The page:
Sue Robb of 4Children talks to Julie Laughton and Alison Britton from the Department for Education about the role of childminders in delivering the 30 hours free entitlement.
A natural flood management scheme implemented in Pickering provided important protection for the town over Christmas 2015, new analysis has shown.
The ‘Slowing the flow’ scheme was set up after the Yorkshire town faced four serious floods over a 10 year period, with floods in 2007 causing around £7 million worth of damage.
It involved conventional upstream flood storage with a wide range of measures designed to work with nature to hold water on the land and slow the speed at which it enters the river system. Additionally, 40,000 trees were planted, local heather moorland was restored and over 300 leaky dams were built in forest and moorland drains and streams in the upper catchment.
The scheme reportedly reduced peak flow by around 15-20 per cent during December 2015 and helped to mitigate the flood risk posed when a total of 50mm of rainfall fell over a 36 hour period.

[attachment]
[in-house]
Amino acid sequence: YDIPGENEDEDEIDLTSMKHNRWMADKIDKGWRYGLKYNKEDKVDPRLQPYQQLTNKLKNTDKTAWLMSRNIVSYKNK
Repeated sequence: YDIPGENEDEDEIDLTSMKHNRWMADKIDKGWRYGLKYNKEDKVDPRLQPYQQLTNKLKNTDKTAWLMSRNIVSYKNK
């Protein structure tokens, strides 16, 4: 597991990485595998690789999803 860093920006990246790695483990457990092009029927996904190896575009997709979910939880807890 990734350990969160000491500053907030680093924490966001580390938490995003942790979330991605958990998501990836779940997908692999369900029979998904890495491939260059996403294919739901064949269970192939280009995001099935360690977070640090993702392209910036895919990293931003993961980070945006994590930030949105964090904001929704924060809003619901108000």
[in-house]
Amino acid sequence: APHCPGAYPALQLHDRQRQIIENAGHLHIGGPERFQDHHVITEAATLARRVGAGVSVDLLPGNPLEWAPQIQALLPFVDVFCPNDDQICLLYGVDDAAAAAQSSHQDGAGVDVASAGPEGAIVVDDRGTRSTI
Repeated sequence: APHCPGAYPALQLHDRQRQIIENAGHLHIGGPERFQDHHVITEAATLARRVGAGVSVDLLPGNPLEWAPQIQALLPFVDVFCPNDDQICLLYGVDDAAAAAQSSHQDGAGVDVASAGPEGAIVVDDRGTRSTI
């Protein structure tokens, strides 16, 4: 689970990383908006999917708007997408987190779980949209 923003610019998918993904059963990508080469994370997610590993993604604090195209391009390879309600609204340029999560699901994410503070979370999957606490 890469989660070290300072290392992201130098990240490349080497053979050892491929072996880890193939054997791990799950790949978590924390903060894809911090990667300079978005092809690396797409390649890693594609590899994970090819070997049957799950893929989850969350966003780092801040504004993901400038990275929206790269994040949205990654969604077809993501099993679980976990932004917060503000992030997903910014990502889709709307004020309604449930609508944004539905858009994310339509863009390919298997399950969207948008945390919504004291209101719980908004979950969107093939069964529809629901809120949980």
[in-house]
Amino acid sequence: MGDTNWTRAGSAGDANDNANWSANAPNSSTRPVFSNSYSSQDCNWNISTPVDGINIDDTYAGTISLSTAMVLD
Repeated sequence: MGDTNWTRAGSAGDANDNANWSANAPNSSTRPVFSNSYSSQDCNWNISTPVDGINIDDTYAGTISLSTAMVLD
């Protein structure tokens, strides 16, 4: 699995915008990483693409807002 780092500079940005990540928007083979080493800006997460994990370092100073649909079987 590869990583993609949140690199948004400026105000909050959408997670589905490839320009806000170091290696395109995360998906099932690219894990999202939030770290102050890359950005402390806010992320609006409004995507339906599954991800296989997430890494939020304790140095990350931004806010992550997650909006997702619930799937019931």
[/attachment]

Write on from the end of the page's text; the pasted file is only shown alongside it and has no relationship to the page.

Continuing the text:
John Curtin, Environment Agency executive director of flood risk management, said: “Natural flood risk management measures when used alongside more traditional flood defences can make an effective contribution to reducing flood risk, as demonstrated in Pickering. They can also deliver more benefits than just reducing flood risk – such as improving water quality, preventing erosion and in some cases storing carbon.”
Jeremy Walker, ‘Slowing the Flow’ Partnership chairman, said: “We wanted to understand fully whether our efforts in recent years in trying to hold back and store water in the catchment prevented flooding in Pickering in the days after Christmas. This analysis by our hydrologists confirms that some flooding was avoided, although the measures were not fully tested. The key finding for us is that they appear to be working as expected and reducing the peak flood flow by up to 20 per cent.
“This is good news for the town, although we need to remember that the measures installed have their limits and would not be enough to prevent flooding in the event of rainfall on the scale experienced for example in 2007.”
Digital Transformation has become a Covid catchphrase. It’s almost in danger of being lumped in with ‘these unprecedented times’ and ‘the new normal’ as a ubiquitous and near-meaningless cliché.